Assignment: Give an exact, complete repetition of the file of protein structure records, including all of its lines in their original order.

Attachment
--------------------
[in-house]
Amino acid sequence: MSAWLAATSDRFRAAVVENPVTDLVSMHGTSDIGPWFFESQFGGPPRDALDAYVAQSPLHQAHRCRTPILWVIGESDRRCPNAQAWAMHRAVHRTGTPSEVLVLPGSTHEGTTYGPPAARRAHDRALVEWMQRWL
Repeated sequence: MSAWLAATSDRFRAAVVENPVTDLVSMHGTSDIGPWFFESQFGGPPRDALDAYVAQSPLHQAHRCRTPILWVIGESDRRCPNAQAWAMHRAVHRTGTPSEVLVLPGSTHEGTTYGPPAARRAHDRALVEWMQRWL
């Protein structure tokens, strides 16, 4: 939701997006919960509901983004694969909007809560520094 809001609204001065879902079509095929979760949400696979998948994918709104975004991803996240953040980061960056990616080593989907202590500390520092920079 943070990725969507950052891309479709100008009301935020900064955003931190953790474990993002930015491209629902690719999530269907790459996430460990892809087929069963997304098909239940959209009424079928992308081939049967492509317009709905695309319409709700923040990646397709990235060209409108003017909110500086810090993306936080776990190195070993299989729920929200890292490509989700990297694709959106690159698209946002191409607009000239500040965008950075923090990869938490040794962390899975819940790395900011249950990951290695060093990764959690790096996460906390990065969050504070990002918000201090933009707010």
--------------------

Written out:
[in-house]
Amino acid sequence: MSAWLAATSDRFRAAVVENPVTDLVSMHGTSDIGPWFFESQFGGPPRDALDAYVAQSPLHQAHRCRTPILWVIGESDRRCPNAQAWAMHRAVHRTGTPSEVLVLPGSTHEGTTYGPPAARRAHDRALVEWMQRWL
Repeated sequence: MSAWLAATSDRFRAAVVENPVTDLVSMHGTSDIGPWFFESQFGGPPRDALDAYVAQSPLHQAHRCRTPILWVIGESDRRCPNAQAWAMHRAVHRTGTPSEVLVLPGSTHEGTTYGPPAARRAHDRALVEWMQRWL
């Protein structure tokens, strides 16, 4: 939701997006919960509901983004694969909007809560520094 809001609204001065879902079509095929979760949400696979998948994918709104975004991803996240953040980061960056990616080593989907202590500390520092920079 943070990725969507950052891309479709100008009301935020900064955003931190953790474990993002930015491209629902690719999530269907790459996430460990892809087929069963997304098909239940959209009424079928992308081939049967492509317009709905695309319409709700923040990646397709990235060209409108003017909110500086810090993306936080776990190195070993299989729920929200890292490509989700990297694709959106690159698209946002191409607009000239500040965008950075923090990869938490040794962390899975819940790395900011249950990951290695060093990764959690790096996460906390990065969050504070990002918000201090933009707010």